A year after being elected to the Louisiana legislature, Perkins authored and helped pass the Covenant Marriage Law in 1997—the first of its kind in the nation—requiring pre-marital counseling, banning no-fault divorce and limiting grounds for divorce to abuse, infidelity, felony conviction or abandonment.
As Perkins championed a Biblical perspective for life, marriage and family during his two terms in the Louisiana legislature, the national media took notice. So did Focus on the Family President James Dobson.
Following a failed bid for the U.S. Senate in 2002, Perkins accepted Dobson’s invitation a year later to lead FRC and immediately withdrew his candidacy for state insurance commissioner in Louisiana.
Over the past two decades, Perkins and his staff at FRC have worked tirelessly to educate, equip and empower a grassroots movement of evangelical churches around the country to advocate and vote for Biblical values in political elections. And increasingly, Christians are answering God’s call to serve in elected offices at the local, state and national levels of government.
“I’ve watched this progression over 20 years, and that’s encouraging because that tells me that God is not finished with America,” Perkins said. “Because when God gets done with a city or country, He pulls people out; He doesn’t send them in. He’s continuing to send men and women of deep, abiding faith, and we’re kind of a catalyst for that.”
Perkins remains grateful for the faithful prayers and advocacy of legions of pro-life warriors over the past five decades, which culminated in last year’s Supreme Court ruling that abortion is not a constitutional right. And he’s also thankful for the strategic role FRC played in opposing President George W. Bush’s nomination of Harriet Miers for the Supreme Court in 2005 because of her ambivalence about Roe v. Wade.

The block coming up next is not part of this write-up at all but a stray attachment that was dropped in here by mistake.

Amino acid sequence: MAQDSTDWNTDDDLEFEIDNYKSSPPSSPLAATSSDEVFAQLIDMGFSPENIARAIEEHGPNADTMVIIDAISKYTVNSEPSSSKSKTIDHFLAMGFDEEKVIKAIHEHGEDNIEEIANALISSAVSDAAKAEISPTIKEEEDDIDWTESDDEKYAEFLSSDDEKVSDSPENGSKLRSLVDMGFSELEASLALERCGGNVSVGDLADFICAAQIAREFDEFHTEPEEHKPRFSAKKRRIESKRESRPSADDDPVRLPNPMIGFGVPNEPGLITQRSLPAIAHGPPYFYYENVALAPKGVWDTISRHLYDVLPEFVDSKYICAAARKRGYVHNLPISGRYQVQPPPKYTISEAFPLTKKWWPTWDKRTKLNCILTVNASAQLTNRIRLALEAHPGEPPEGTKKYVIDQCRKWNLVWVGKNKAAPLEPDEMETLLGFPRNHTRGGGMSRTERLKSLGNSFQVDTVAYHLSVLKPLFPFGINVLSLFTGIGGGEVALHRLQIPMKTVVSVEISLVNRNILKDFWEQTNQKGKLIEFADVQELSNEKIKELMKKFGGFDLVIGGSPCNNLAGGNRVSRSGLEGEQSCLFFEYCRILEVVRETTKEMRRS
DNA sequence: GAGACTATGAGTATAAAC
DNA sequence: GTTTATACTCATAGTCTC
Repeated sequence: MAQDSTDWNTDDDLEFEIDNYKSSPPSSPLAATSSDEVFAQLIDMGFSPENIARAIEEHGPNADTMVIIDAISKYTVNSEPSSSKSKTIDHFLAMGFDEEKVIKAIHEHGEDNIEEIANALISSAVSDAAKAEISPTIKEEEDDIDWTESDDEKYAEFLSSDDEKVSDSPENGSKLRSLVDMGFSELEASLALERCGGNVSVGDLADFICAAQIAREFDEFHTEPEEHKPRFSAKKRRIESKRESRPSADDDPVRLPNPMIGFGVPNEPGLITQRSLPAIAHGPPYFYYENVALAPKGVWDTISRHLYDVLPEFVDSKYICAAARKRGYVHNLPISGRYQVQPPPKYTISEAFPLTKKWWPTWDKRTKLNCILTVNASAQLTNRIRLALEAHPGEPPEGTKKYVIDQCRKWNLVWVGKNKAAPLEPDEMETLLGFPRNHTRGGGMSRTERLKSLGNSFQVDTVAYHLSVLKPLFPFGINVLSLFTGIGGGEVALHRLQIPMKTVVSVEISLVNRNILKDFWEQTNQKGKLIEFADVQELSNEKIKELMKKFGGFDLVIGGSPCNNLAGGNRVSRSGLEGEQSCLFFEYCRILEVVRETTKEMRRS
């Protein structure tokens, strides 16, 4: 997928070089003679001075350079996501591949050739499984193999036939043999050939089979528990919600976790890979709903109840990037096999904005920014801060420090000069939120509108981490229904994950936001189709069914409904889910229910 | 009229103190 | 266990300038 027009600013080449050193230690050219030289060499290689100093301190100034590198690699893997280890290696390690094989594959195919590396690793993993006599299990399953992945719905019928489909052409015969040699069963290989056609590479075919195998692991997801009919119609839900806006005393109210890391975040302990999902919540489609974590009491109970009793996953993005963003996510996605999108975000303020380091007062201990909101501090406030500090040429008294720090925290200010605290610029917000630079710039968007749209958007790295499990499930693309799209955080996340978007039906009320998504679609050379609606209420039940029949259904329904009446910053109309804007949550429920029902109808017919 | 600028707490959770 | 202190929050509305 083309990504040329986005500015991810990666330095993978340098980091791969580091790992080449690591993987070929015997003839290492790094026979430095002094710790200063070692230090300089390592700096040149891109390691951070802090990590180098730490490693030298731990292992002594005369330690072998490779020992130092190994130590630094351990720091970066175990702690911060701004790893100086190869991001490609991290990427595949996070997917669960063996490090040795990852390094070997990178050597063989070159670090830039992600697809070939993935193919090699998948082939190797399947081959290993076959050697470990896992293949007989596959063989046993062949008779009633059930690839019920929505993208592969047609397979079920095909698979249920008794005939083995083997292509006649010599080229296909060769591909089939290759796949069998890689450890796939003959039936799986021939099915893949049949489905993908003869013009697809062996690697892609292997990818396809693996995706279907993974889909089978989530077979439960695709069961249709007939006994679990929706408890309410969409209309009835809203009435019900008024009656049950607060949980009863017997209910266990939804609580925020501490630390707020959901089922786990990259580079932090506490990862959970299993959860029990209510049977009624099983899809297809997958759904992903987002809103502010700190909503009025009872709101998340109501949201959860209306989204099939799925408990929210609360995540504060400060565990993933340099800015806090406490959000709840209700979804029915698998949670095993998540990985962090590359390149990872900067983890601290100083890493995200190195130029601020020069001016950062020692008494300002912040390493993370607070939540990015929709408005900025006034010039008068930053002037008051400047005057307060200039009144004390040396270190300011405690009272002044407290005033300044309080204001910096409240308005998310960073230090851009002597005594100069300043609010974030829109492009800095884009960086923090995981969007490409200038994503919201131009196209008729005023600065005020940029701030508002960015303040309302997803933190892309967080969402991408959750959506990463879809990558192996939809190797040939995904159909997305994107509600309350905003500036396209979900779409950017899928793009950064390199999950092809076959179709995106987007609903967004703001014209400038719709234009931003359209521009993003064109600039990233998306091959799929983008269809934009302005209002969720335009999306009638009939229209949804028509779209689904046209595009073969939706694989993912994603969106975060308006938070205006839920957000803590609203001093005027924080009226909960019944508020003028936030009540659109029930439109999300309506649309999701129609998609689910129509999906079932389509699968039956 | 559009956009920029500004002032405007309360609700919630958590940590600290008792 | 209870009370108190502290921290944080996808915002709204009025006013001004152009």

“We led an effort against a Republican president,” he said. “It was very unpopular, but he had to withdraw her nomination as a result of that opposition. Well, the replacement was Samuel Alito, who wrote the opinion in Dobbs. I feel convinced that had we not opposed Harriet Miers, we probably would not see the overturn of Roe v. Wade.”
And after nearly 37 years of marriage to his wife, Lawana—whom he met on the last day of a retreat for college students in Glorieta, New Mexico—it was a congratulatory phone call from one of their five children following the Supreme Court’s abortion ruling that Perkins cherishes.
“It was encouraging for me to know that my kids understood what their sacrifices helped bring about,” he said of their support despite his demanding schedule that often keeps him away from home.
Citing Ephesians 6, Perkins fully acknowledges that the real battle in the culture is spiritual and not political.
“But we’re called to love in the midst of these battles,” he said. “And so, I constantly challenge my team that we’re to speak the truth from a redemptive heart. It’s not to win a debate. It’s to win hearts and minds. And oftentimes you’re going to face ridicule and rejection, but that’s been the history of the church.
“There’s not a political solution to this. What we’re doing politically is simply to give the church the room and the protection to do what only it can do. We’re fighting for religious freedoms—so that followers of Christ can freely live out their faith.” ©2023 BGEA
Photo: Mike Kepka/©2023 BGEA